The invention as described above in FIG. 1, contemplates the utilization of an electrolytic cell having a single anode and a single cathode, the cell being divided into a cathode compartment and an anode compartment by the membrane 13. It should be understood that the electrolytic cell may be embodied in the form illustrated in FIG. 3 and designated generally by the numeral 86. As there shown, a single anode chamber 87 is provided having therewithin a single anode 88, the lead 89 of which is connected into the circuit as illustrated in FIG. 1. The cell illustrated in FIG. 3 differs from the cell illustrated in FIG. 1 in that two cathode plates 91 and 92 are provided on opposite sides of the anode and form the sides of the cell housing, with the single anode 88 within the hollow interior of the housing being separated from the cathodes 91 and 92 by membranes 93 and 94 similar to membrane 13 in FIG. 1. The membranes are separated and held in spaced relationship to the associated cathodes and the anode by appropriate seals or gasket means 96 and 97 as shown, these being formed from a pliant material such as neoprene and being disposed between each cathode plate and an associated membrane so as to define between the membranes 93 and 94, an anode chamber 98 within which the anode 88 is suspended, while defining between each of the membranes and an associated cathode plate, cathode chambers 99 and 101 corresponding in function to the cathode chamber 16 in the embodiment illustrated in FIG. 1.
To supply catholyte to the cathode chambers 99 and 101, these chambers are provided with inlets 102 and 102', respectively. To provide for the passage of catholyte out of the electrolytic cell, the cathode chambers 99 and 101 are also provided with outlet passages 103 and 103', respectively, through which pass the sodium hydroxide solution and the hydrogen gas into appropriate conduits (not shown) such as the conduit 46 in the embodiment depicted in FIG. 1.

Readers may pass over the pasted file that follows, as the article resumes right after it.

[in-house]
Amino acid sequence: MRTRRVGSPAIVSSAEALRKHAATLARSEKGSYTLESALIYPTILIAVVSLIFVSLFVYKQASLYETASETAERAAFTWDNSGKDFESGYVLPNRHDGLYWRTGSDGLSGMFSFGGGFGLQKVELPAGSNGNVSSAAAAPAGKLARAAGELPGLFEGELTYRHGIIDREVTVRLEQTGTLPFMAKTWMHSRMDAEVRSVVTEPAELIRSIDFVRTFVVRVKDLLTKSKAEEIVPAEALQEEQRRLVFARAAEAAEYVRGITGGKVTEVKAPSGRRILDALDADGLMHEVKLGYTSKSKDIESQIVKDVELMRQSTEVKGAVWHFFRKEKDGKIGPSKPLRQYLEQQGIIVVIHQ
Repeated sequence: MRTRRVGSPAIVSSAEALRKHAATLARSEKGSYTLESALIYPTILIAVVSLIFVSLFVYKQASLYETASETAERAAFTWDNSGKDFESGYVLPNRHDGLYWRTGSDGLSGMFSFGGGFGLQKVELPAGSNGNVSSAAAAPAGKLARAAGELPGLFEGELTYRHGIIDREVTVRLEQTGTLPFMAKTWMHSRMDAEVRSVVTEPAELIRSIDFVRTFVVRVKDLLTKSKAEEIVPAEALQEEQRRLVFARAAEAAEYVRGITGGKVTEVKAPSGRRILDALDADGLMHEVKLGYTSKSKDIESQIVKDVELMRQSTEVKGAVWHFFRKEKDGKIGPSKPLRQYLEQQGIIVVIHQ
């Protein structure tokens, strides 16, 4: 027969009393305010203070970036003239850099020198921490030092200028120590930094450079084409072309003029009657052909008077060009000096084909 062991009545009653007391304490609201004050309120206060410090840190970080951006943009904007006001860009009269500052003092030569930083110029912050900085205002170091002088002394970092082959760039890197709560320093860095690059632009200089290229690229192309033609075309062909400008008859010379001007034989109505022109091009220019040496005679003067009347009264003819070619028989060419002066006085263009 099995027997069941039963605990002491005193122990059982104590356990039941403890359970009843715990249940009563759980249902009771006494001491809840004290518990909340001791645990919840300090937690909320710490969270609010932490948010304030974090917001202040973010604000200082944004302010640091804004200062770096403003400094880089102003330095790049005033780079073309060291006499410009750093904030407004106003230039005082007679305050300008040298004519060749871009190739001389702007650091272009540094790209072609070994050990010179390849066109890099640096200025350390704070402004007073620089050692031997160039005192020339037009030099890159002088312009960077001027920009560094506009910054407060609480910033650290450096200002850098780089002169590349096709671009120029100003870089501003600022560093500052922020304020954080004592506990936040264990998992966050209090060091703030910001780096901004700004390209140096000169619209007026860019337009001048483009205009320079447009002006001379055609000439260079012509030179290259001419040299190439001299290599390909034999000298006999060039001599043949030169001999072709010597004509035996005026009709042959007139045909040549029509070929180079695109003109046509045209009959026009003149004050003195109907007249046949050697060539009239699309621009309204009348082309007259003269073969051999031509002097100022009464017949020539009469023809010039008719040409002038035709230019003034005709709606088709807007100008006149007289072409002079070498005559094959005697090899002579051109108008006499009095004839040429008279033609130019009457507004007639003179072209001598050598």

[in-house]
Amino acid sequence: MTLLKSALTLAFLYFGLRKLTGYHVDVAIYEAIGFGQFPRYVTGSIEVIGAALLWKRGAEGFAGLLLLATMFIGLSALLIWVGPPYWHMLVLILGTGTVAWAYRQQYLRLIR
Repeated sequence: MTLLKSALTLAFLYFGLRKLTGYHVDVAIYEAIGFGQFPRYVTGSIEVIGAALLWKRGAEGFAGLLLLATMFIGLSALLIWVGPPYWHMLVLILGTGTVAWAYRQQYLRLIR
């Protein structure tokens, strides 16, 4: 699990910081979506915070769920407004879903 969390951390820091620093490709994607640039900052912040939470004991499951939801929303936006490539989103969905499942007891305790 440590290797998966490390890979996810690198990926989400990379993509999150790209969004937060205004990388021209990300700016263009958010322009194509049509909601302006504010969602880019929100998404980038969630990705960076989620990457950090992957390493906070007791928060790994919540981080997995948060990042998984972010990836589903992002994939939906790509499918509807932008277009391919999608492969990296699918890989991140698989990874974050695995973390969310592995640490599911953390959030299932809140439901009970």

With respect to the anode chamber 98, the lower end of the electrolytic cell is provided with an inlet 104 which might appropriately be connected to an inlet conduit (not shown) such as the conduit 33 in FIG. 1, while the opposite or upper end of the anode chamber is provided with an outlet 106 adapted to be connected to an appropriate conduit (not shown) such as the conduit 34 which carries the sodium chloride-depleted sodium chloride solution and chlorine gas into the bubble-disengagement chamber 36 as previously described.
It will thus be understood that the double-cathode electrolytic cell illustrated in FIG. 3 utilizes the costly anode plate more effectively than the single cathode version illustrated in FIG. 1, while operating on the same principles.
It has been found preferable that the apparatus and method illustrated in FIG. 1 above and described herein be operated on a continuous basis with only minimal attendance to the replenishment of certain materials expended during the operation of the apparatus. As indicated above, sodium ions are transported through the cation-exchange membrane 13 in FIG. 1 and membranes 93 and 94 in FIG. 3 from the anode compartment to the cathode compartment as a consequence of a direct electric current flowing through the cell. It has been found that there is also a transport of water from the anode compartment into the cathode compartment that accompanies the movement of the sodium ions. Approximately three molecules of water pass through the membrane with each sodium ion. The rate of transport of water, therefore, depends upon the magnitude of the direct electric current flowing through the cell, and depletes the amount of water in the anolyte, thus necessitating from time-to-time replenishment of the water supply in the anolyte feed tank.